Trolley Tuesday
Reading Trolley Lines

Trolley car was a popular means of travel starting in the late 1800s when they were introduced. Fairs were reasonably priced for the working families, and for the first time they could easily and quickly get to other parts of the city. This form of transportation became particularly popular when places like Carsonia Park were built. Families from all over town could now afford to spend a day enjoying amusements. Over time people used this transportation method for work and play. Though, as cars became more mainstream in the mid-20th century, these large, slower moving vehicles became more of an obstacle than a luxury. By the late 1940s they caused traffic jams and were generally disliked by motorists. Slowly buses took over the trolley routes, as they were faster and actually cheaper. The very last trolley made it’s journey on January 7th, 1952, over 65 years ago on the Shillington/Mohnton line. According to a Reading Eagle article,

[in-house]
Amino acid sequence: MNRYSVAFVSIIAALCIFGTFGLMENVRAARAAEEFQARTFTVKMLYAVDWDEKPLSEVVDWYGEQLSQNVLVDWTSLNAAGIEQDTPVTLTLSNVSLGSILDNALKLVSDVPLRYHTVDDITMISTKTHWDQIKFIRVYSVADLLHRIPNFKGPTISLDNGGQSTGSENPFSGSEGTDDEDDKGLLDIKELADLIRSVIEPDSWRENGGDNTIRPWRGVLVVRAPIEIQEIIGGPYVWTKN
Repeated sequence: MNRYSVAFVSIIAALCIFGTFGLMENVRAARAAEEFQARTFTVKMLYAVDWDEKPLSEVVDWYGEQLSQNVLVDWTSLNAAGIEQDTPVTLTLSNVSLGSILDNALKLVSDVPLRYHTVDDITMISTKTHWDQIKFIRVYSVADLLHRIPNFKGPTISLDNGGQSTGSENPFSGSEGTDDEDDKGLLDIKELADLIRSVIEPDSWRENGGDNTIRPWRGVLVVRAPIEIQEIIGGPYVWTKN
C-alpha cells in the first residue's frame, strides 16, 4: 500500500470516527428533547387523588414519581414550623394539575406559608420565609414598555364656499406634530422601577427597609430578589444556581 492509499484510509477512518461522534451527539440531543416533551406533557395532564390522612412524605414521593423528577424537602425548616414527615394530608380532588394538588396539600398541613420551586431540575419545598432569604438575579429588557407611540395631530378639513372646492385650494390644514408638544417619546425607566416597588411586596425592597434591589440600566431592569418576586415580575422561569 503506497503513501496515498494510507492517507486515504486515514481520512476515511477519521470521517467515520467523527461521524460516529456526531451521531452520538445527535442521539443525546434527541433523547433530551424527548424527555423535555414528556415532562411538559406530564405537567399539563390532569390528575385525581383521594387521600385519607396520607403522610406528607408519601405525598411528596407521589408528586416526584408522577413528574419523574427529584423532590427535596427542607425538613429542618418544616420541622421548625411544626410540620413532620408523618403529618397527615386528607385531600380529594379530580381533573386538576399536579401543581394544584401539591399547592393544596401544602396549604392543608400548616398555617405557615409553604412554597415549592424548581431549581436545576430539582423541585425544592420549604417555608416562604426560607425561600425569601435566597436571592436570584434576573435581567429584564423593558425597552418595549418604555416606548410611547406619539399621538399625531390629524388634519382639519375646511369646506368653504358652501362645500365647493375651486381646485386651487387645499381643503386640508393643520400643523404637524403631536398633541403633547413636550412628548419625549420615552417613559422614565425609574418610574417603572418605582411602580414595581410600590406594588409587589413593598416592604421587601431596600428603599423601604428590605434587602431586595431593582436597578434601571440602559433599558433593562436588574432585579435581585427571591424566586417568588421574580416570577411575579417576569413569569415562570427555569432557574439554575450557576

“The event brought to a close the 78-year history of the Reading Street Railway Co., which began in 1874 with horse-drawn cars. The trolleys were electrified in 1890, when Reading’s population was about 60,000.”

Rumor has it that 10 minutes after the very last trolley returned, it’s replacement bus left on the same route. Then and there the era of the trolley car silently ended.

Reading PA Trolly 1940s
Trolley Lines on Penn St
Inside a Trolly - Reading PA
Inside a Trolley
Reading PA Trolly
Front of a Trolley
Last Reading Trolley - 1952
The Last Trolley to Run in 1952

Source: Reading Eagle

Born and raised in Berks, I am fascinated by the style, design & culture of the mid-late 20th century. I started this website to research and build a collection of the places, things and stories I have heard about my entire life. Read more here.

2 Replies to “Trolley Tuesday
Reading Trolley Lines”

  1. I remember the trolley didn’t come to the curb on Lancaster Ave. It stopped in the center of the road and you walked out to it to get on.

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